While most people have now, from one source or another, heard about the importance of “gut health”, very few individuals actually understand just how important your gut is to your overall well-being, which includes your mental and emotional health – not just physical. Not only does the gut communicate with your brain, but your brain communicates with your gut, inextricably linking the two since before you were born. That means, whatever happens in your brain impacts your gut and vice versa.
More than just your “second brain”, your gut is, arguably, your first brain. According to Dr. Emeran Mayer, because your “gut-based nervous system developed hundreds of millions of years before the human brain”, tending to its health isn’t just a luxury or a good idea – it’s mandatory if you want to live your best life.
This unique connection between your gut and your brain is sometimes referred to as “gut connectome”, which is just another way to explain how your brain and gut communicate throughout your body. Some of these channels of communication, or the gut connectome, include:
• Your immune system, specifically inflammation
• Your endocrine system, specifically gut-produced hormones
• Your nervous system, specifically the two branches that form the vagus nerve
What does all of this mean?
The health of your gut directly translates to how you feel and think. To start to understand this, you can look at a simple example: If you have inflammation in your gut (which happens after you eat a high-fat meal), you’re likely to feel fatigued or nauseous. On the other hand, if you allow the gut to stay empty for an extended amount of time, you begin to feel hungry, craving food. And, of course, if you find a happy medium and eat healthy food that gives your body the nutrition it needs, then you actually feel better mentally, experiencing less stress and anxiety.
This connection, as mentioned previously, isn’t a one-way street. That means, your brain also sends signals to your gut, which is why your mental and emotional states directly influence your gut and its health. Another easy example of this connection is the sensation of your stomach feel cramped or knotted when you’re angry. It isn’t, however, until you start paying attention to this connection that you really begin to notice how common – and influential – the gut-brain really is.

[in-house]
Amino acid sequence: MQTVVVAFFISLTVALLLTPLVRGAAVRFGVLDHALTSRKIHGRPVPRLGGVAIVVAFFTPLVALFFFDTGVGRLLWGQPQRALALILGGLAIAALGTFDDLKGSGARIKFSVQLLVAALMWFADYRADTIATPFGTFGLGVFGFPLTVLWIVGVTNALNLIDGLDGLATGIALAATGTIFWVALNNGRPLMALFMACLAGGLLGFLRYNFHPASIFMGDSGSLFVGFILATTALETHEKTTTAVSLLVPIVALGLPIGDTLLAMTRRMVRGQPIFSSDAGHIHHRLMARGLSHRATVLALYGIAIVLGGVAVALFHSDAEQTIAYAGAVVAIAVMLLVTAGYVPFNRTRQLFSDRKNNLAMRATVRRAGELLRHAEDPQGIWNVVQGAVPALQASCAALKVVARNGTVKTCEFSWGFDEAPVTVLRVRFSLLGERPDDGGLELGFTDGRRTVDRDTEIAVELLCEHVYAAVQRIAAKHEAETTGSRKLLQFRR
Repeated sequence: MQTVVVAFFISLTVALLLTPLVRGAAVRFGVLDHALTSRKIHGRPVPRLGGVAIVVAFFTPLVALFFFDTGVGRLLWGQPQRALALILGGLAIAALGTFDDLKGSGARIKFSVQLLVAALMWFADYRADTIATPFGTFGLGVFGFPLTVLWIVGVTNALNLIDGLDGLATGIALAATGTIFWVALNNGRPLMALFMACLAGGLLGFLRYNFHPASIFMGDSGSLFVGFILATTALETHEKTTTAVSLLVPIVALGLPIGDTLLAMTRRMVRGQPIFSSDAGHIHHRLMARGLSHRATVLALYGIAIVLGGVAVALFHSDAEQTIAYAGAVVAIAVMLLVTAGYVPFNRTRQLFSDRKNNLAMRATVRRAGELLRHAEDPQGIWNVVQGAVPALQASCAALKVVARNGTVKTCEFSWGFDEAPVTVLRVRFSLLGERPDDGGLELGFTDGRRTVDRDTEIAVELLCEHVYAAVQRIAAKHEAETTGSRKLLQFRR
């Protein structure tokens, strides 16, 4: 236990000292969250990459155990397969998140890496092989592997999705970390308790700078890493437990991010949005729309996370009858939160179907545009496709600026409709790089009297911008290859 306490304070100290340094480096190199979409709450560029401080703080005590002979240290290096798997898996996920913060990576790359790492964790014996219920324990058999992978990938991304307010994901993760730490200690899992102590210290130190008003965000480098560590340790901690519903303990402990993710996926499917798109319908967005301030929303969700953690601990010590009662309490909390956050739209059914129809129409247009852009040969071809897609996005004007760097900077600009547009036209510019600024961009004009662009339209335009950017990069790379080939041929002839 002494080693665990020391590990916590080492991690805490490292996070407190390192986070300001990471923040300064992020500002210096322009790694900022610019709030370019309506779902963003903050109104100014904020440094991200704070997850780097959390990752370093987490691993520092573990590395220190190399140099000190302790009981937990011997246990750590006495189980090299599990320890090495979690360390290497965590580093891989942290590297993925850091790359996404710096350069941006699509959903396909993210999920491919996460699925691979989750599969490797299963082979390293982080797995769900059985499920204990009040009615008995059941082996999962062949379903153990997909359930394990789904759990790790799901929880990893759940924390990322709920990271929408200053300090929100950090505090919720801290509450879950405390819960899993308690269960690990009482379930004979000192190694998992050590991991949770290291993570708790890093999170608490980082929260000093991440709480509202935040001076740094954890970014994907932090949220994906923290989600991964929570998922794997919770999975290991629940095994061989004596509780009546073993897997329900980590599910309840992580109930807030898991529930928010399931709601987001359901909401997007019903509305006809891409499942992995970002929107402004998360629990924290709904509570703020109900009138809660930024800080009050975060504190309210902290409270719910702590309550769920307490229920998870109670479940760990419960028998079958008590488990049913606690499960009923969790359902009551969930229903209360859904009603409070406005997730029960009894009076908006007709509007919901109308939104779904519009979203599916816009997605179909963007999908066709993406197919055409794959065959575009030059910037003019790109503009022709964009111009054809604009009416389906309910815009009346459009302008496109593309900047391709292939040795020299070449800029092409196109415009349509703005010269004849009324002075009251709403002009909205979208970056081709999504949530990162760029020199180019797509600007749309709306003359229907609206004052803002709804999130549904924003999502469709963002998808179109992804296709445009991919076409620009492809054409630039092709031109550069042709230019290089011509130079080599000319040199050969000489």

Your gut, which is the site of more than 150 million nerve cells, is always communicating with your body and brain, specifically the 70 trillion microorganisms that call our human bodies home. Using the vagus nerve as its direct line to the brain, the gut has more control over us than we think, telling our bodies how to feel and our minds how to think, understand, and even react. Because of this intimate connection, the health of your gut plays an essential role in dozens of important functions for your body. That means, when your gut isn’t healthy, you’re vulnerable to a myriad of serious health issues, including Parkinson’s disease, Alzheimer’s, allergies, autoimmune disease, rheumatoid arthritis, and more.
As you start to learn more about how the gut-brain works, you begin to understand that, in order to feel your best, you really have to tend to so much more than just your physical body, turning in to start fine-tuning how your gut functions.
In the second and third part of this series, we will explore how stress effects your brain chemistry and the impacts that has on your gut, as well as the role your gut-brain plays in depression and anxiety.